September 1982: Bruce Springsteen Goes Back to Basics on 'Nebraska'

Bruce Springsteen released a different kind of album with 'Nebraska.'
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Brooks Kraft LLC/Corbis via Getty Images

Fans of Bruce Springsteen's massive, arena-filling rock style were in for a shock when his sixth album Nebraska reached record stores on September 30, 1982. Gone were the soulful stylings of The E Street Band; in their place...nothing.

The 10 tracks of Nebraska were demos Springsteen recorded in his Colts Neck, NJ bedroom - little more than vocals, guitar and the occasional harmonica or glockenspiel, recorded on cassette into a Tascam PortaStudio four-track recorder with two Shure SM57 microphones. "We almost had to release it on cassette," he told Rolling Stone in 1984, noting how difficult it was to get the audio to track on vinyl.

Nebraska was "difficult" in its own way: gone were the Jersey shore dreamers of Born to Run or The River. The songs of Nebraska - many of them conceived on that tape over one night in January 1982 - were spare and dark. Springsteen was no stranger to those living in the shadows of the American dream, but rarely did those characters - the low-level grunt stuck in a cycle of crime in "Atlantic City," the drunk who loses his job and a whole lot more in "Johnny 99" - get pushed front and center, with nary a Clarence Clemons sax solo or Danny Federici organ line to keep audiences buoyed.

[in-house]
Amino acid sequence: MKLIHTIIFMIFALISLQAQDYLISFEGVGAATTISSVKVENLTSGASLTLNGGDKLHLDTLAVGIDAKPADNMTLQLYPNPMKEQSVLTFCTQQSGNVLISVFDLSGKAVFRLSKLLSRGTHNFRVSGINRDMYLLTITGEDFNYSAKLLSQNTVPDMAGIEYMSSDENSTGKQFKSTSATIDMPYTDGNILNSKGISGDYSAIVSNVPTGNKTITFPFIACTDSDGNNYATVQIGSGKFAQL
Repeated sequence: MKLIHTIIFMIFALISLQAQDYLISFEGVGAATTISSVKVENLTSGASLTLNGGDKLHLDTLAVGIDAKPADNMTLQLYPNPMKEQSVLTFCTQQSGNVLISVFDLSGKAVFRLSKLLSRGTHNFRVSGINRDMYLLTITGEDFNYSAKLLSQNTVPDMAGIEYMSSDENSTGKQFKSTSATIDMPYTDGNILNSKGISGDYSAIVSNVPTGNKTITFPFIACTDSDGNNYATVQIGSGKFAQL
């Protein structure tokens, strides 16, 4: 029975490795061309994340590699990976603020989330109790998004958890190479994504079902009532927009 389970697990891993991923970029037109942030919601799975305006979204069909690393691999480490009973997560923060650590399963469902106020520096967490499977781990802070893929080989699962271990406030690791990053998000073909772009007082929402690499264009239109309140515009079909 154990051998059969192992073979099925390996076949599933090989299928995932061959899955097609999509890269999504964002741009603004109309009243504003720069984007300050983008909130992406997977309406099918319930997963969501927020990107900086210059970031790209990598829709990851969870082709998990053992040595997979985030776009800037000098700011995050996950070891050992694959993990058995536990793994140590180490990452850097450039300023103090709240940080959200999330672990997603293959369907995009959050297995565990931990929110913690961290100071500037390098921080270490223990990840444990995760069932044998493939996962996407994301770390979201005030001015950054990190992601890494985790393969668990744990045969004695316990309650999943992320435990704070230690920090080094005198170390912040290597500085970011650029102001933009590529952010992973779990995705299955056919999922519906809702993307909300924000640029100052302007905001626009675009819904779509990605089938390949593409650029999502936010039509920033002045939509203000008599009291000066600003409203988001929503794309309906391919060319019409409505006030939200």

But that's not to say Bruce didn't try it: among his most legendary unreleased sessions include fleshed out "electric" versions of songs that ended up on Nebraska. While they remain unheard by the public, eight tracks from those sessions were includedtwo years later on The Boss' best-selling album, Born in the U.S.A. (the title track started out as a Nebraska-era demo, and was later released on the Tracks box set.)

Despite the unconventional nature of the album, Nebraska was a hit with audiences and critics alike, reaching #3 on the Billboard 200 and earning Springsteen another platinum record from the Recording Industry Association of America. And the songs remain some of his most influential: Johnny Cash covered two of them for his 1983 album Johnny 99, and Emmylou Harris, The Band and Steve Earle have included versions of Nebraska tunes on their albums or in concert.

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